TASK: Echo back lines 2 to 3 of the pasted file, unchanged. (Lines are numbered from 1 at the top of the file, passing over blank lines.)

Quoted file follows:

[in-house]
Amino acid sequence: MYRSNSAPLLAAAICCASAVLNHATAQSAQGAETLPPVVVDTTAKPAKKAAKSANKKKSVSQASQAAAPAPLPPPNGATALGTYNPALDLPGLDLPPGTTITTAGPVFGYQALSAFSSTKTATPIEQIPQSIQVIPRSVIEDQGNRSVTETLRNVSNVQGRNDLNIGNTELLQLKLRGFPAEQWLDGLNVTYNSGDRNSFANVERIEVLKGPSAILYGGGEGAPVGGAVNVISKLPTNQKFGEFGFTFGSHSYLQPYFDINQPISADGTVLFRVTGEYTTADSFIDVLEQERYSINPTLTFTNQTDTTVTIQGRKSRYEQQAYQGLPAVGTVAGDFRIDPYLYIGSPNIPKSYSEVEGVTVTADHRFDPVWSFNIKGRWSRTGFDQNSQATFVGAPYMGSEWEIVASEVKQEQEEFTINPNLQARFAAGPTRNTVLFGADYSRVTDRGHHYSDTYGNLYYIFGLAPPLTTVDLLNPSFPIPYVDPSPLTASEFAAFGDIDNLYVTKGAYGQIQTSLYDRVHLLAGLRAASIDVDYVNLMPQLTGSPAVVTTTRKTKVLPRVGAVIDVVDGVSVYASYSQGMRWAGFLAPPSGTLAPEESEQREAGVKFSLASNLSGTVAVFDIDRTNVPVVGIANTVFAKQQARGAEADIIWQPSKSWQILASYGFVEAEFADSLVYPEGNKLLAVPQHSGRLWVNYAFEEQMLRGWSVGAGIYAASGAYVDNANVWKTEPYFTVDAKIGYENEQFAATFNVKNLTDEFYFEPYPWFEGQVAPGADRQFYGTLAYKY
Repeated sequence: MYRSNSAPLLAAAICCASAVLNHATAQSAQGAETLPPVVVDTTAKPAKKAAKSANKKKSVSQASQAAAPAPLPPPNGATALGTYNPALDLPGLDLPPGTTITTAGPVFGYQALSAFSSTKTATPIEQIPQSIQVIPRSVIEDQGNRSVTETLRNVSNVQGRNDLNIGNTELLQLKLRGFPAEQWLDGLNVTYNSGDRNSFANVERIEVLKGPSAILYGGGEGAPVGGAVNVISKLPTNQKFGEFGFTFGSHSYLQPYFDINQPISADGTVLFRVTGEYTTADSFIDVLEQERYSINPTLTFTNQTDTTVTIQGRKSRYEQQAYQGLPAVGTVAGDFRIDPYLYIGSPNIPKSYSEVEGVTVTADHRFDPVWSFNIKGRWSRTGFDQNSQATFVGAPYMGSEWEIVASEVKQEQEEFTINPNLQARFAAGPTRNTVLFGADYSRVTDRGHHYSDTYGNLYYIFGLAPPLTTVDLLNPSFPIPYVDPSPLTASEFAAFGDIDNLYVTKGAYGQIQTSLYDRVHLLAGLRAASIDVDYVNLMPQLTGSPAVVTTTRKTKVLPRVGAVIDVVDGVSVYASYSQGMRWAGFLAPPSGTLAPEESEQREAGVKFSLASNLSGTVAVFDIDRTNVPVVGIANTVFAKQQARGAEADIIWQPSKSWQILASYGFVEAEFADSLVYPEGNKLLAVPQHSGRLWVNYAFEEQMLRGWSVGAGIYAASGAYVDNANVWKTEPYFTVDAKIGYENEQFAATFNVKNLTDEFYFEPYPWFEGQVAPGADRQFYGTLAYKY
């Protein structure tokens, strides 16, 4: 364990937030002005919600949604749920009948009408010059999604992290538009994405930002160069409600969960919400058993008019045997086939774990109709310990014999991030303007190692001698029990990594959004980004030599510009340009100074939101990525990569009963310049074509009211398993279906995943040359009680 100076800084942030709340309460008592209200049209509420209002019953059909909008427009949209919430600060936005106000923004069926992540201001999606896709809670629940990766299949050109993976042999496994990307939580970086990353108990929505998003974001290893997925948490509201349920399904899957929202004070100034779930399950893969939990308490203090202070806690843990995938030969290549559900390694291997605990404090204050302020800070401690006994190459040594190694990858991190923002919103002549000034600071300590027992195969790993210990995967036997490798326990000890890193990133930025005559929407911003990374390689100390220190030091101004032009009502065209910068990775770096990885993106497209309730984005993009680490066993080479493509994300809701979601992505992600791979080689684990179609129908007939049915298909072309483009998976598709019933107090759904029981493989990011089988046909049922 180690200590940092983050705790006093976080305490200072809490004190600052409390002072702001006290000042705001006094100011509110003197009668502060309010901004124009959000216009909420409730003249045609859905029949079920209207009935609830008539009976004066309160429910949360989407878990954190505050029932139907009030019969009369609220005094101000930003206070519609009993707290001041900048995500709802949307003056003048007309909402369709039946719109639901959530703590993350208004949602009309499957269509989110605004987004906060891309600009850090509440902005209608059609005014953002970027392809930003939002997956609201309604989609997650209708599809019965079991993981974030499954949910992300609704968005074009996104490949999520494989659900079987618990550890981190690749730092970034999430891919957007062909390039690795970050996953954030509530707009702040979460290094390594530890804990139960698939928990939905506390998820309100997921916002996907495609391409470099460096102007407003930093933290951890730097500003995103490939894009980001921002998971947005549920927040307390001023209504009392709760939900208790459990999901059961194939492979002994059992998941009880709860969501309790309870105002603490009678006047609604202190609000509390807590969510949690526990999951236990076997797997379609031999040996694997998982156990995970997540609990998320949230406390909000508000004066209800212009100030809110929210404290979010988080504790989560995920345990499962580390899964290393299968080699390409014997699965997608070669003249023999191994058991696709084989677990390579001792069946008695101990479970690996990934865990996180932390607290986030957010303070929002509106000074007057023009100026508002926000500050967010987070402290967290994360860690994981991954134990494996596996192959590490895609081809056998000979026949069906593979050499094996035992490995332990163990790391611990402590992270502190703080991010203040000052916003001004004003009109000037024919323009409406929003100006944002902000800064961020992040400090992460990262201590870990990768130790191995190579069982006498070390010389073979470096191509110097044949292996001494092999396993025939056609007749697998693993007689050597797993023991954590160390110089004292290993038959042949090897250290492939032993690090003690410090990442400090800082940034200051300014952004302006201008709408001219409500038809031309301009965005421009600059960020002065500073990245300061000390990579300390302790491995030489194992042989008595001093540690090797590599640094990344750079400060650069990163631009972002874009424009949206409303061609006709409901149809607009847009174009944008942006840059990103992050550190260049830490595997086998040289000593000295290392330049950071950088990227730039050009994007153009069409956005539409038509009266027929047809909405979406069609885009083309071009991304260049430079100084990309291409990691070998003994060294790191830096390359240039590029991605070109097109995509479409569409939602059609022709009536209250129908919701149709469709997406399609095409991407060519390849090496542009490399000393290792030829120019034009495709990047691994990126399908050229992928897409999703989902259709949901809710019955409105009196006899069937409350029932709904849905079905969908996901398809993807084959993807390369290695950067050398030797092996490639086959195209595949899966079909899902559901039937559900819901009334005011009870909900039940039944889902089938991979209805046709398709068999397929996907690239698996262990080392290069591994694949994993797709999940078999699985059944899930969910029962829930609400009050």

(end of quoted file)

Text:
Amino acid sequence: MYRSNSAPLLAAAICCASAVLNHATAQSAQGAETLPPVVVDTTAKPAKKAAKSANKKKSVSQASQAAAPAPLPPPNGATALGTYNPALDLPGLDLPPGTTITTAGPVFGYQALSAFSSTKTATPIEQIPQSIQVIPRSVIEDQGNRSVTETLRNVSNVQGRNDLNIGNTELLQLKLRGFPAEQWLDGLNVTYNSGDRNSFANVERIEVLKGPSAILYGGGEGAPVGGAVNVISKLPTNQKFGEFGFTFGSHSYLQPYFDINQPISADGTVLFRVTGEYTTADSFIDVLEQERYSINPTLTFTNQTDTTVTIQGRKSRYEQQAYQGLPAVGTVAGDFRIDPYLYIGSPNIPKSYSEVEGVTVTADHRFDPVWSFNIKGRWSRTGFDQNSQATFVGAPYMGSEWEIVASEVKQEQEEFTINPNLQARFAAGPTRNTVLFGADYSRVTDRGHHYSDTYGNLYYIFGLAPPLTTVDLLNPSFPIPYVDPSPLTASEFAAFGDIDNLYVTKGAYGQIQTSLYDRVHLLAGLRAASIDVDYVNLMPQLTGSPAVVTTTRKTKVLPRVGAVIDVVDGVSVYASYSQGMRWAGFLAPPSGTLAPEESEQREAGVKFSLASNLSGTVAVFDIDRTNVPVVGIANTVFAKQQARGAEADIIWQPSKSWQILASYGFVEAEFADSLVYPEGNKLLAVPQHSGRLWVNYAFEEQMLRGWSVGAGIYAASGAYVDNANVWKTEPYFTVDAKIGYENEQFAATFNVKNLTDEFYFEPYPWFEGQVAPGADRQFYGTLAYKY
Repeated sequence: MYRSNSAPLLAAAICCASAVLNHATAQSAQGAETLPPVVVDTTAKPAKKAAKSANKKKSVSQASQAAAPAPLPPPNGATALGTYNPALDLPGLDLPPGTTITTAGPVFGYQALSAFSSTKTATPIEQIPQSIQVIPRSVIEDQGNRSVTETLRNVSNVQGRNDLNIGNTELLQLKLRGFPAEQWLDGLNVTYNSGDRNSFANVERIEVLKGPSAILYGGGEGAPVGGAVNVISKLPTNQKFGEFGFTFGSHSYLQPYFDINQPISADGTVLFRVTGEYTTADSFIDVLEQERYSINPTLTFTNQTDTTVTIQGRKSRYEQQAYQGLPAVGTVAGDFRIDPYLYIGSPNIPKSYSEVEGVTVTADHRFDPVWSFNIKGRWSRTGFDQNSQATFVGAPYMGSEWEIVASEVKQEQEEFTINPNLQARFAAGPTRNTVLFGADYSRVTDRGHHYSDTYGNLYYIFGLAPPLTTVDLLNPSFPIPYVDPSPLTASEFAAFGDIDNLYVTKGAYGQIQTSLYDRVHLLAGLRAASIDVDYVNLMPQLTGSPAVVTTTRKTKVLPRVGAVIDVVDGVSVYASYSQGMRWAGFLAPPSGTLAPEESEQREAGVKFSLASNLSGTVAVFDIDRTNVPVVGIANTVFAKQQARGAEADIIWQPSKSWQILASYGFVEAEFADSLVYPEGNKLLAVPQHSGRLWVNYAFEEQMLRGWSVGAGIYAASGAYVDNANVWKTEPYFTVDAKIGYENEQFAATFNVKNLTDEFYFEPYPWFEGQVAPGADRQFYGTLAYKY